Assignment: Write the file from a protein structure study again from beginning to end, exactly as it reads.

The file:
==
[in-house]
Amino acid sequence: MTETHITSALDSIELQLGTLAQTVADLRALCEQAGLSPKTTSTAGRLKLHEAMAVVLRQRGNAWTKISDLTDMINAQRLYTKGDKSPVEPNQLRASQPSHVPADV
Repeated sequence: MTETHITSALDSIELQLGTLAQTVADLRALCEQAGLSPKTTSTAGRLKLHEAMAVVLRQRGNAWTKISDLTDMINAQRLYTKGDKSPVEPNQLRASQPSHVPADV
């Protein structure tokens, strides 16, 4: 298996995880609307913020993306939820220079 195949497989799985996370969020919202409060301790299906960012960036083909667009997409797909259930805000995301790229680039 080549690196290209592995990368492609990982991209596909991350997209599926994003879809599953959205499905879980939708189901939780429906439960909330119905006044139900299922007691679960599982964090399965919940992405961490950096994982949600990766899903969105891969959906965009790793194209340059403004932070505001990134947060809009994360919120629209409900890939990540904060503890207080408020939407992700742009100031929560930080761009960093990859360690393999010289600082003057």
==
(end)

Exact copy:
[in-house]
Amino acid sequence: MTETHITSALDSIELQLGTLAQTVADLRALCEQAGLSPKTTSTAGRLKLHEAMAVVLRQRGNAWTKISDLTDMINAQRLYTKGDKSPVEPNQLRASQPSHVPADV
Repeated sequence: MTETHITSALDSIELQLGTLAQTVADLRALCEQAGLSPKTTSTAGRLKLHEAMAVVLRQRGNAWTKISDLTDMINAQRLYTKGDKSPVEPNQLRASQPSHVPADV
């Protein structure tokens, strides 16, 4: 298996995880609307913020993306939820220079 195949497989799985996370969020919202409060301790299906960012960036083909667009997409797909259930805000995301790229680039 080549690196290209592995990368492609990982991209596909991350997209599926994003879809599953959205499905879980939708189901939780429906439960909330119905006044139900299922007691679960599982964090399965919940992405961490950096994982949600990766899903969105891969959906965009790793194209340059403004932070505001990134947060809009994360919120629209409900890939990540904060503890207080408020939407992700742009100031929560930080761009960093990859360690393999010289600082003057």